If you have been arrested for a DUI or another drunk driving offense, and the charges against you were dismissed by the court, you should be allowed to enter Canada. However, there are a variety of factors that could impact your ability to enter Canada, even if the charge was cleared off your record.
When a person gets arrested for a DUI, the arrest could be followed by a number of possible outcomes, for example:
- A decision by the District Attorney’s Office not to proceed with the charges against a defendant. In certain states, this is otherwise known as “Nolle Prosequi”, or “Nol Prose”.
- A suspended sentence. This is technically not a conviction, and will remain as such provided all conditions of the suspended sentence will have been successfully completed.
- A dismissal of the DUI charge by the court (the defendant being found not guilty).
- A dismissal having been requested, and approved, after an initial adjudication of guilt was reached. Under certain circumstances, defendants who have satisfied the conditions of their conviction and have waited the required amount of time can request that their case be dismissed.
For individuals whose case resulted in a dismissal, the initial DUI charge should no longer be considered as grounds for inadmissibility, and the person should be allowed to enter Canada. The same would apply to those whose case was not prosecuted by the court.
Will Canada automatically allow me in if my case was dismissed?
Not necessarily. The following should be considered when determining whether you can freely enter Canada despite having been arrested for a DUI:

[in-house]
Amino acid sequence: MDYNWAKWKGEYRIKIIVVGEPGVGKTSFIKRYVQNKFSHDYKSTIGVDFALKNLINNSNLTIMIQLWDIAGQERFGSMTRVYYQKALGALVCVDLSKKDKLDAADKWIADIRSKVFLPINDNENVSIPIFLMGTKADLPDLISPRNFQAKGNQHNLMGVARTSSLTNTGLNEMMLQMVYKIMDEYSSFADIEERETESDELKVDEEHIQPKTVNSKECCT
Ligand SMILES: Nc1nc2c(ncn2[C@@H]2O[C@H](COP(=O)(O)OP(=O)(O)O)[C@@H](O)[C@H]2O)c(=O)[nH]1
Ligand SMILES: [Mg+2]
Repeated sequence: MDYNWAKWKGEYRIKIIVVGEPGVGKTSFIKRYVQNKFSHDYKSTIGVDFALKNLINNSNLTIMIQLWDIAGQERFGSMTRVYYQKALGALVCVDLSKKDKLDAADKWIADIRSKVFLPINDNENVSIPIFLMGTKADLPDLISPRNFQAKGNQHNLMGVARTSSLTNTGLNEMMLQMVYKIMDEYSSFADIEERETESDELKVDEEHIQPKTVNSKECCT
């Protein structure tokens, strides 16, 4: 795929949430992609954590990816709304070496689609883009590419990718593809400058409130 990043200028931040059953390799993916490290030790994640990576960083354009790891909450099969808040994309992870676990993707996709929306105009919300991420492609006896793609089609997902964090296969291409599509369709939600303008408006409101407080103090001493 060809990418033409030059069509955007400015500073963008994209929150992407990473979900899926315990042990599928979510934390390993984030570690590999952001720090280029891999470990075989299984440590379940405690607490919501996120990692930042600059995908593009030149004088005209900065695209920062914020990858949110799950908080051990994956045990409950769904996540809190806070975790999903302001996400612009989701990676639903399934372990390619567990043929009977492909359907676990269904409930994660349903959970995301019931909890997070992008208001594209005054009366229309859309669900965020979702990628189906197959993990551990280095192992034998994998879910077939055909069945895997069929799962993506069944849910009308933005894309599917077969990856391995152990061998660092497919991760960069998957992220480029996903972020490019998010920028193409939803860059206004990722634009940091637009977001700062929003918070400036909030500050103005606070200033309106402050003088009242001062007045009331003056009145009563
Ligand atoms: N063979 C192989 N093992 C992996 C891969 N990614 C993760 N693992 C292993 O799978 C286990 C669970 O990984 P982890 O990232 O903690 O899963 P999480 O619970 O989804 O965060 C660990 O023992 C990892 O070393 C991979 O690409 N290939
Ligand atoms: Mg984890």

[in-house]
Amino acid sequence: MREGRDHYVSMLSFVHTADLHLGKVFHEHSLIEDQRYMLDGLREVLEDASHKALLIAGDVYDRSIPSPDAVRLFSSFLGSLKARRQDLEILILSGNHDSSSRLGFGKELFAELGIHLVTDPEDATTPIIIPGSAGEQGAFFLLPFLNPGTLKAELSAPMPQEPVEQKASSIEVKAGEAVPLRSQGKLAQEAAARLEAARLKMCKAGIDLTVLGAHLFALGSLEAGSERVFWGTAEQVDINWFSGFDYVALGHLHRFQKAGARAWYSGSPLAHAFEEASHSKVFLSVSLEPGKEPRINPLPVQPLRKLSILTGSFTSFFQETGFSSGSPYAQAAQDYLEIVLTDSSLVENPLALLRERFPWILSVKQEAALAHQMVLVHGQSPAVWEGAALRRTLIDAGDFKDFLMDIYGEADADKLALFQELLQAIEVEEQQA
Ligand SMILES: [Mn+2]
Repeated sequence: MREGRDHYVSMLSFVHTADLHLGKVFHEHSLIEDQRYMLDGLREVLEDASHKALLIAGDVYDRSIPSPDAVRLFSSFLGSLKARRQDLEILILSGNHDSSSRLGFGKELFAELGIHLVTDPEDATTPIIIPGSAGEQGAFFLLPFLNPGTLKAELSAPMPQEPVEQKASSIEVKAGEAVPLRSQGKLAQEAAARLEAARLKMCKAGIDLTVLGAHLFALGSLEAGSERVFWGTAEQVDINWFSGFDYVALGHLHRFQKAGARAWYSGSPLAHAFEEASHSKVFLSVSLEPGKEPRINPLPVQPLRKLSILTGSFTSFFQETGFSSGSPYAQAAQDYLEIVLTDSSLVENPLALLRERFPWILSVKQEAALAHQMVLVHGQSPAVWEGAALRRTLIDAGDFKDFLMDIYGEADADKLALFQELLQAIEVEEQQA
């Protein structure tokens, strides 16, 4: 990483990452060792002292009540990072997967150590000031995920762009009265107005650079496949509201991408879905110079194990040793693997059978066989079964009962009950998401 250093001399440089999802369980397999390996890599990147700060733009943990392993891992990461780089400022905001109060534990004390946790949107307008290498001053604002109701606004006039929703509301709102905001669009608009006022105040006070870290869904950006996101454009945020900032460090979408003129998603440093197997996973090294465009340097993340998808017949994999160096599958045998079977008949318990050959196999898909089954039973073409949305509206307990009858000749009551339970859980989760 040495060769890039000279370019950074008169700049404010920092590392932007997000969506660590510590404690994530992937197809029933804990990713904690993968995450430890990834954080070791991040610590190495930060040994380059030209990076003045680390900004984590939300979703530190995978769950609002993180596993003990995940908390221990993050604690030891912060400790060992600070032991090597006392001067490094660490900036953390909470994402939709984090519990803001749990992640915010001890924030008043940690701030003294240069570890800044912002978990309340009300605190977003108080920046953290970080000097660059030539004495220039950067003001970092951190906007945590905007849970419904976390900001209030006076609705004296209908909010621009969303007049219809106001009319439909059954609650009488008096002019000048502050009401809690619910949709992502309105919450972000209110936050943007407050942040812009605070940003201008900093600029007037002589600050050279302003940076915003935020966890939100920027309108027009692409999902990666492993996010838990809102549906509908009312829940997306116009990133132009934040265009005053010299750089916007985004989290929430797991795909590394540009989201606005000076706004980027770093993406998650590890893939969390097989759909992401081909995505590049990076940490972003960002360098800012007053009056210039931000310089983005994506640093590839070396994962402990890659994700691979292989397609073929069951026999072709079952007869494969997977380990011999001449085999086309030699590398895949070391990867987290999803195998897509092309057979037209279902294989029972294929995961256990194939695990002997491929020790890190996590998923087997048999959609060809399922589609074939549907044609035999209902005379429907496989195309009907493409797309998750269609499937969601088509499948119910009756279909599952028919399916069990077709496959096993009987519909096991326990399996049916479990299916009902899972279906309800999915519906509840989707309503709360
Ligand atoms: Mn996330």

- If you have a dismissed DUI on record but have another DUI that is not dismissed, and for which ten years have not yet passed since the completion of all conditions, entry into Canada will not be allowed. This is because there is another DUI conviction on record.
- If you have a dismissed DUI on record, and another separate DUI conviction for which all conditions were successfully completed over ten years ago, you could be allowed to enter Canada. However, consulting with an immigration lawyer would be preferable to confirm if this is the case.
- If you have a dismissed DUI and a separate, non-dismissed, offense on record, careful consideration should be given to that offense in order to determine whether it would trigger inadmissibility. Not all offenses will prevent entry to Canada. In fact, what matters is not the offense itself, but what its equivalent would be in Canada, and the applicable punishment. It is best to consult with an immigration lawyer in order to determine if travel to Canada is still possible.
- If the initial DUI charge was dismissed as a result of a plea agreement for a conviction on a lesser charge, such as reckless driving, inadmissibility can still apply and prevent entry into Canada, as reckless driving is another offense that can prevent people from entering Canada.
As such, if you have a DUI that has been dismissed, and has absolutely nothing else on record, you should be allowed to travel to Canada. However, the burden of proof rests on you, and you will need to demonstrate the following:
• The DUI offense has effectively been dismissed; and
• You no other offenses on record, whether they are offenses that have resulted in a conviction or offenses for which there has only been an arrest and the matter would still be pending in court.
What can I do to make sure I don’t get denied at the Canadian border?
If your DUI case was dismissed, and you do not have any other offenses on your record, or even if you have one other offense from over 10 years ago, you may benefit from a Legal Opinion letter. This letter will explain to the Canadian authorities why you should be allowed entry into Canada despite having been arrested in the past. As each case is unique, should you have any specific questions pertaining to your situation, we invite to consult with one of our lawyers as part of a free consultation.